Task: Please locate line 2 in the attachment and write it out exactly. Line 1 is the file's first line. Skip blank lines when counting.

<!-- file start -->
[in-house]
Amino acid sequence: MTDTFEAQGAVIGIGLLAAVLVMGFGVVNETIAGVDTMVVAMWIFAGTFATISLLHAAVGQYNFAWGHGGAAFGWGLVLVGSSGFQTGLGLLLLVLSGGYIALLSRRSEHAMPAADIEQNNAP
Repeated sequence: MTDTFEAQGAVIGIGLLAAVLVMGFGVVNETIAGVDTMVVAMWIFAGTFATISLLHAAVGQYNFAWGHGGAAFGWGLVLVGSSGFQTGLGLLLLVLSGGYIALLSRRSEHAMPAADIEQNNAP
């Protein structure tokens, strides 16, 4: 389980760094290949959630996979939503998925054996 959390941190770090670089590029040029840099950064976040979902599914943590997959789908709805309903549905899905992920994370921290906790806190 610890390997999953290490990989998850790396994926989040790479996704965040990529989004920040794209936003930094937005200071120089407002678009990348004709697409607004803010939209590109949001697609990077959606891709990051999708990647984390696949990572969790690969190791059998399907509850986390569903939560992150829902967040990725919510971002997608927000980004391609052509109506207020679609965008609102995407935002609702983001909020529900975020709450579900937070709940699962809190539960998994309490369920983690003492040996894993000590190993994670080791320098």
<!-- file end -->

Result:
Amino acid sequence: MTDTFEAQGAVIGIGLLAAVLVMGFGVVNETIAGVDTMVVAMWIFAGTFATISLLHAAVGQYNFAWGHGGAAFGWGLVLVGSSGFQTGLGLLLLVLSGGYIALLSRRSEHAMPAADIEQNNAP